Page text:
Revealing and reveling in the Rathskelller
The Hot Club of Duluth. Photo by Jill Fisher.
Checking out the various venues where one can hear live music has become something of an obsession with me and I am probably just getting started on investigating them.
To continue my quest, I thought I would spend some time at the Rathskeller, in the basement of the 1889 City Hall on Superior St. in downtown Duluth to see just how good a venue it provides.
Entering from the Michigan Street level, steps lead you down into the “Rathskeller”– a German word that simply means a cellar in a “council house” (town hall). One can also get there from the main entrance at 132 East Superior St., taking the elevator or stairs down to the sub-basement “Speakeasy.”
Once in the bowels of this impressive building, one discovers its tall blue-stone foundation, arcaded interior load-bearing walls and a cobblestone floor. Furnished with an array of upholstered sofas and chairs in dimly lit and intimate niches, an atmosphere is created where one’s imagination can get carried away (see sidebar).
This is not necessarily a bad thing for a venue that is developing as a principle place to hear jazz, whether it be early hot Dixieland or the later cool intellectual variety.
Hence, on Tuesday, Jan. 17, I headed down there to hear The Hot Club of Duluth. Veikko Lepisto (stand-up bass) Eli Bissonett (violin) and Jimmi Cooper (electric guitar; recently replacing retired Billy Barnard) comprise this trio. If these names seem surprisingly familiar, it may be because all three are members of the ska band Woodblind!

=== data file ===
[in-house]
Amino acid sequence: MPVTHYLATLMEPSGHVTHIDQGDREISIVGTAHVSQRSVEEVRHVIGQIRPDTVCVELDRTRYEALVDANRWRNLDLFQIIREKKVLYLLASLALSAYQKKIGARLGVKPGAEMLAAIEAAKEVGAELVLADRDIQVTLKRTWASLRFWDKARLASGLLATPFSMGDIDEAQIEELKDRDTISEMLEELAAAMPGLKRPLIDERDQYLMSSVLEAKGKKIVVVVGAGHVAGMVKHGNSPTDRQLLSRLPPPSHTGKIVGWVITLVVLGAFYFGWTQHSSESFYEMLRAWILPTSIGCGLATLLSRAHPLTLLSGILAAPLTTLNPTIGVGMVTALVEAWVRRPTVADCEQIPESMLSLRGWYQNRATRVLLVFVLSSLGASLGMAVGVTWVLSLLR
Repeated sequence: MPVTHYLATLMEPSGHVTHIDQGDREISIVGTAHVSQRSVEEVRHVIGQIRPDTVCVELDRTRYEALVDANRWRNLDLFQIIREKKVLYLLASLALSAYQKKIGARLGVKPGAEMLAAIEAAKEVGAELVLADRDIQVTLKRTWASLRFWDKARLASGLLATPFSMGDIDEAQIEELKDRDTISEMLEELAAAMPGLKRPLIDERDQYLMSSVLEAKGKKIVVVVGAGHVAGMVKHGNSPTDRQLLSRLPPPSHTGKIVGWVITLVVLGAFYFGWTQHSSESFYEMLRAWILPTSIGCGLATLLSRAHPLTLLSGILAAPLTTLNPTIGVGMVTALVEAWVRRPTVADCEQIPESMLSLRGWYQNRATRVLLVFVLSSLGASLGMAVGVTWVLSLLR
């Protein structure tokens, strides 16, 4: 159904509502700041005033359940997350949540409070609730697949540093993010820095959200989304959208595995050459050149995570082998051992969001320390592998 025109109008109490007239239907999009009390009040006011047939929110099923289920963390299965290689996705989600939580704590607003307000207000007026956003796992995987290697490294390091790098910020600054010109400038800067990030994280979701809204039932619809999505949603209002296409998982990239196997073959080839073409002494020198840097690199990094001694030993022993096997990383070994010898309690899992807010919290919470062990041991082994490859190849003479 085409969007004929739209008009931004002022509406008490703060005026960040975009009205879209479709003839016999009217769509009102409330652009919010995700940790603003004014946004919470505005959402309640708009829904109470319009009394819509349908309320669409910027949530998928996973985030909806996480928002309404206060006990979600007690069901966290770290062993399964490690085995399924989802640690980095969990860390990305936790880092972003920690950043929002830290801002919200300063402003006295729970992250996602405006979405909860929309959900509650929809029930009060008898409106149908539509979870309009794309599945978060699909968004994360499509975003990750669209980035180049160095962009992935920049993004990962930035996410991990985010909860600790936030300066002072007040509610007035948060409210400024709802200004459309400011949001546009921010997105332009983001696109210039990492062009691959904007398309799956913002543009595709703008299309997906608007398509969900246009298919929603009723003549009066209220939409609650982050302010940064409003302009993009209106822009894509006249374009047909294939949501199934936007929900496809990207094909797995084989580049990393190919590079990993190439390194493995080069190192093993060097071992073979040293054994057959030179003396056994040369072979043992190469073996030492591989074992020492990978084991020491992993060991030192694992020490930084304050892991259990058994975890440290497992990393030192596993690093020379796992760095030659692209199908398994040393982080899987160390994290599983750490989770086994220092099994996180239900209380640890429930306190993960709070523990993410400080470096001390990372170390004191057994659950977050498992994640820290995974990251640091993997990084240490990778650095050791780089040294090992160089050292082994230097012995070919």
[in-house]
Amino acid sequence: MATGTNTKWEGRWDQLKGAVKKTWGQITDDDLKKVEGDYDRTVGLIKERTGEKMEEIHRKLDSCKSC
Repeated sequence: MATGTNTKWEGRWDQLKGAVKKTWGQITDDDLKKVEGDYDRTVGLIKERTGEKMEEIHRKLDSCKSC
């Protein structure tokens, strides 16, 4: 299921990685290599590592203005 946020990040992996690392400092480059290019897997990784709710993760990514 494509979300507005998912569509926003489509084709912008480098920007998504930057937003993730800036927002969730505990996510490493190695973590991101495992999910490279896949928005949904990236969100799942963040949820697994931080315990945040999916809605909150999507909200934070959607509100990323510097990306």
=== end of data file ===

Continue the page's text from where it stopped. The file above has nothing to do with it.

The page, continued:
In the first set, The Hot Club played familiar tunes, all instrumentals, such as “Ain’t Misbehaving,” Johnny Mercer’s “Autumn Leaves” and “Mood Indigo” by Duke Ellington. There was lots of swing and energy in this band’s performance as the group alternated between up-tempo and mellower offerings.
The second set continued the 1920s and '30s theme with “Charleston” (the dance made in South Carolina), “Dark Eyes,” and the even earlier 1917 “Dark Town Strutter’s Ball” by Sheldon Brooks.
Cooper got to strut his guitar stuff on the 1938 composition “Undecided.” Bissonett was interesting to watch and hear how he strummed rather than bowed his violin strings on several tunes. Lepisto kept the rhythm going with his energetic bass playing while adding commentary and humor between numbers.
A fine rendition of “Minor Swing” by Django Reinhardt ended the evening’s performance.
On this evening, there were a fair number of folks in attendance, some clearly wishing to listen, others at the bar evidently there only to socialize, so the ability to hear and fully appreciate the music was limited. This is my perennial gripe and it always makes me wonder how the performing musicians feel about such audio competition.
Those who are into traditional jazz will want to get down to the Rathskeller to hear The Hot Club of Duluth. The group is scheduled to play each Tuesday from 7:30-9:30 pm for the next couple of months. And you might want to mark your calendar for Tuesday, Feb. 14, when the place will host a Roaring '20s Valentine’s Party from 4:30–11 pm. There’ll be a $10 cover and partiers are requested to dress up like it’s 1923.